HAT trick for Collegio San Juan de Letran Knights. — ncaa/synergy | GMA

HISTORY. Redemption. Controversy. Dynasty.

The Philippine collegiate hoops had it all in a much-awaited return, lacking no shortage of milestones for distinguished schools led by Collegio San Juan de Letran, University of the Philippines (UP), Ateneo de Manila University (ADMU) and National University (NU).

As the Knights capped a three-peat in the NCAA, the Fighting Maroons and the Blue Eagles went back-and-forth for UAAP supremacy while the Lady Bulldogs clinched their seventh straight title in UAAP women’s hoops — all fueled by the hunger and thirst from a long hiatus due to the pandemic.

Aside from completing a hat trick in the NCAA against three different final opponents, Letran under the tutelage of coach Bonnie Tan owned a page in the history books by being the country’s first twin-champion in just a year.

After sweeping Season 97, the Knights met a strong resistance from College of St. Benilde (CSB) this time but still prevailed on top of Season 98 after a three-game finale duel — catapulting them to their 20th overall NCAA cup.

Jeo Ambohot was named the Season 97 Finals MVP followed by King Caralipio in Season 98 while Rhenz Abando was hailed as the Rookie-MVP in Season 97, the first for the NCAA since 2015 when Mapua’s Allwell Oraeme achieved the same feat.

Will Gozum won the Season MVP in Season 98 as CSB barged into the NCAA finals for the first time in 20 years before falling short to the mighty Letran.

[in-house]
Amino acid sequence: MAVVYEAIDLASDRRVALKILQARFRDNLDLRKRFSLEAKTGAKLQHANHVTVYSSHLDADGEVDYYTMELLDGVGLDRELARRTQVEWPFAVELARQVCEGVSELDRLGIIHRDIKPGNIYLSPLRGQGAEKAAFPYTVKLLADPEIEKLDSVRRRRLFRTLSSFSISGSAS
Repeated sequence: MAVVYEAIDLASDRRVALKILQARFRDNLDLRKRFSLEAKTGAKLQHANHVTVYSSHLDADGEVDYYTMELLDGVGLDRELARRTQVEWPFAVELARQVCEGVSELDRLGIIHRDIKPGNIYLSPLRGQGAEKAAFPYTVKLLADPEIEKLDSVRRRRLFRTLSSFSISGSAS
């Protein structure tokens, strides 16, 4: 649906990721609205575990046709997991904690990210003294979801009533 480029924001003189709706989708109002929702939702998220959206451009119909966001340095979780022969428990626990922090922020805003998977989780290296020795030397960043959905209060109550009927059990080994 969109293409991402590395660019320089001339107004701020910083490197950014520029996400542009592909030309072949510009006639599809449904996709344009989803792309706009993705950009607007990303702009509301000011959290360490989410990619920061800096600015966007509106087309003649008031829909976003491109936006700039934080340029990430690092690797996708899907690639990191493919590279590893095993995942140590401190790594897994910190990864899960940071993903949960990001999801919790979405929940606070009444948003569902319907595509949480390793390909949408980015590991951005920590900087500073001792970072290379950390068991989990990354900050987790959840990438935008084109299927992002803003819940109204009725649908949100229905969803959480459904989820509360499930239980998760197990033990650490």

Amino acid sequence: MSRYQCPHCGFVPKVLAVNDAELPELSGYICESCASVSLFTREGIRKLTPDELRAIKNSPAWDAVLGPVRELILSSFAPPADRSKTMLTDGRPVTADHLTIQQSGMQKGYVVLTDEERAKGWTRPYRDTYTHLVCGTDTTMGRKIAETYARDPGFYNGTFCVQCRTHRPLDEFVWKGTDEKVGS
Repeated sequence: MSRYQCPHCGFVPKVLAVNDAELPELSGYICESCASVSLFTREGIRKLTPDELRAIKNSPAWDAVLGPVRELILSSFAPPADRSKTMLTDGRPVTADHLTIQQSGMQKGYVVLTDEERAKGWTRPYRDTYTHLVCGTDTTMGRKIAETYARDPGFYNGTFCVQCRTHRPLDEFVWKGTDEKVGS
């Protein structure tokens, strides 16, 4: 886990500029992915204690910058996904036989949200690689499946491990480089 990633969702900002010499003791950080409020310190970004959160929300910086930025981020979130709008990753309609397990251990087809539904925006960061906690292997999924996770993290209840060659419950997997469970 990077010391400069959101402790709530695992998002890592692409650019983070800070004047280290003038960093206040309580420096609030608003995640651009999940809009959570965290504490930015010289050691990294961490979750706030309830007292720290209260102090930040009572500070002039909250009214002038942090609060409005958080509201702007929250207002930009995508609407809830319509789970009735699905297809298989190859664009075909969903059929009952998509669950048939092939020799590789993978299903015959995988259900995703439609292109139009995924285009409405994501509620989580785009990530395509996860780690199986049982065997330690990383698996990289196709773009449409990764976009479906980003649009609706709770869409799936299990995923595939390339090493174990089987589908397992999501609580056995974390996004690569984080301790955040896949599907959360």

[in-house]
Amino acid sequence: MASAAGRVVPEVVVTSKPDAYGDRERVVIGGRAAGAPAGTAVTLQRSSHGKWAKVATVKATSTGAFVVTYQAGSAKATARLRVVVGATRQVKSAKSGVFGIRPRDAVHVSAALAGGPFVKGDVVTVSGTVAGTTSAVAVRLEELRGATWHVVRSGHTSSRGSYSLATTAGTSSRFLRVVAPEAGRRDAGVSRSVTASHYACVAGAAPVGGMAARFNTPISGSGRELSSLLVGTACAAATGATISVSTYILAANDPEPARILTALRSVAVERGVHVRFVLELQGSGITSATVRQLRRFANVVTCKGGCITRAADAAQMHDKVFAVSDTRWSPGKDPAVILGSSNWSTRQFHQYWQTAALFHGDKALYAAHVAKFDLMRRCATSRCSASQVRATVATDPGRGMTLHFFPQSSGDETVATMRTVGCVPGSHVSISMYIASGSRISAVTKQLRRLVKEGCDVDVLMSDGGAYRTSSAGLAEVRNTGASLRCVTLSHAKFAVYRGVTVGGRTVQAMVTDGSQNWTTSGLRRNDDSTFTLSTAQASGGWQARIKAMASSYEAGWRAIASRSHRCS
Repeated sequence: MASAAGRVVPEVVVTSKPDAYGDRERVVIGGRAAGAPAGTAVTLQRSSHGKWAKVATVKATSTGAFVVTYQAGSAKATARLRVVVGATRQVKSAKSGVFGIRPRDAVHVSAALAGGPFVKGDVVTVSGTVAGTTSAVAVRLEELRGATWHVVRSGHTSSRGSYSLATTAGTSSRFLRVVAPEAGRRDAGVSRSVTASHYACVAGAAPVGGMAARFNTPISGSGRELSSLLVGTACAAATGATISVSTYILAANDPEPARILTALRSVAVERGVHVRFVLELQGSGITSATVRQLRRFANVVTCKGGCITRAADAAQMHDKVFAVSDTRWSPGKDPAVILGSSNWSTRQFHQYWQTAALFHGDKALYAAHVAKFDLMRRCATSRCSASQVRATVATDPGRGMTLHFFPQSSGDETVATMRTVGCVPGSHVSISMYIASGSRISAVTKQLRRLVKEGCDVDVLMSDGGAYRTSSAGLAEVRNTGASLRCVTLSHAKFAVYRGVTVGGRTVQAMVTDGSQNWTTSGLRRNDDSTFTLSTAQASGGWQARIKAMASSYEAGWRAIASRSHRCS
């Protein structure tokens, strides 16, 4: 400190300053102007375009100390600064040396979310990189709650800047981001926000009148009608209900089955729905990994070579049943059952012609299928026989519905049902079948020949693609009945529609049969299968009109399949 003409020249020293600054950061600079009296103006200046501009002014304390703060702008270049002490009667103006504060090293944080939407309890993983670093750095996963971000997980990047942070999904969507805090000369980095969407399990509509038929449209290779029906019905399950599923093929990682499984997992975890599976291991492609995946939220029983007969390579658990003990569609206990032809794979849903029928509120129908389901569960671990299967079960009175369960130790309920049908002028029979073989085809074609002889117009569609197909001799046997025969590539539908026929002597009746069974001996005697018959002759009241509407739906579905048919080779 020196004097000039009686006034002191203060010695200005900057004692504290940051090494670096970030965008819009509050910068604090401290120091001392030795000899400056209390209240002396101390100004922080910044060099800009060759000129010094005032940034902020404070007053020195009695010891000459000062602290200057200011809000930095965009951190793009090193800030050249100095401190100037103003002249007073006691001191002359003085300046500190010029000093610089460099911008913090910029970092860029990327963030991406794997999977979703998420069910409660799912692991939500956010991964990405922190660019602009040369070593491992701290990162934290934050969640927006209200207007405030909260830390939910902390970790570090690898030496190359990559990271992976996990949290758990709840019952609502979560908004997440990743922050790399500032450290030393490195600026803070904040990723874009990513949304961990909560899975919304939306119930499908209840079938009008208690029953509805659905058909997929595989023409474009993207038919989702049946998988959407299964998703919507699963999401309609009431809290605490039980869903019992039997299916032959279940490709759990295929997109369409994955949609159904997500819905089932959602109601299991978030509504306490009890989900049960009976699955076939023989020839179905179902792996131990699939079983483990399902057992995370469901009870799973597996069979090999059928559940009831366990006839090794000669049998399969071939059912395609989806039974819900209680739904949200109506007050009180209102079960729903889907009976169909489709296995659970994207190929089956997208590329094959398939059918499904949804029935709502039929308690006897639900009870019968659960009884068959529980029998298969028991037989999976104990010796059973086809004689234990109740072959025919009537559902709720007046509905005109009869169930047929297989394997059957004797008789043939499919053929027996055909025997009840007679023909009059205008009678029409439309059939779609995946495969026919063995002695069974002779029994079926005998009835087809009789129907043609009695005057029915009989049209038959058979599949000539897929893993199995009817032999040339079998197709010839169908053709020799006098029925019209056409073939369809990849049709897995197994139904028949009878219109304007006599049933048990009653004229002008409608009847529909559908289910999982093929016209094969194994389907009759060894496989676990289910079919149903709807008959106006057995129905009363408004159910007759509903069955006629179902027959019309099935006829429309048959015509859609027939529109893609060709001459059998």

In the UAAP, Katipunan rivals UP NU and Ateneo took turns in hoisting the crown after figuring in two straight finals duels.

The UP Fighting Maroons, with debuting collegiate coach Goldwin Monteverde at helm, drew first blood behind JD Cagulangan’s game-winner in Season 84 to win its first title in 36 years.

UP, which ended the dynasty of then three-time reigning champion Ateneo in the process, actually had a chance to keep mastery of its rival and follow Letran’s suit in capturing a twin-title this year by arranging a finals rematch with Ateneo in Season 85.

The Tab Baldwin-mentored Blue Eagles exacted vengeance though, regaining their rightful throne by ruling Season 85 albeit in another three-game thriller, for their fourth in the last five seasons and 12th overall title.

Ange Kouame and Malick Diouf stamped their dominance in two straight gigantic battles with Mr. Kouame winning the Season 84 MVP and Season 85 Finals MVP plum while Diouf hoisted the Season 84 Finals MVP and Season 85 MVP.

Like any other year though, there were some scratches, too, as John Amores of Jose Rizal University (JRU) ran amok and punched multiple players in an NCAA game against College of St. Benilde, making the headlines for the wrong reason en route to an indefinite NCAA suspension and expulsion from the JRU basketball team.

But brightest of the 2022 lights belonged to coach Aris Dimaunahan and the NU Lady Bulldogs, who despite a bump on the road still clinched a record-tying, seventh straight basketball title in the UAAP.

Behind Finals MVP Kristine Cayabyab with veterans Mikka Cacho and Camille Clarin, NU vented its ire on De La Salle with a sweep in the Season 85 finals to join the great University of the East squad of coach Baby Dalupan and Robert Jaworski Sr., in the 60s-70s as the only seven-peat collegiate basketball champion.

The Lady Bulldogs actually saw the end of their 108-game win streak that stood tall for almost a decade after an elims loss against La Salle but still claimed the ultimate goal to extend an invincible women’s hoops dynasty.

Eka Soriano of Santo Tomas, meanwhile, won the Season 85 MVP honor. — John Bryan Ulanday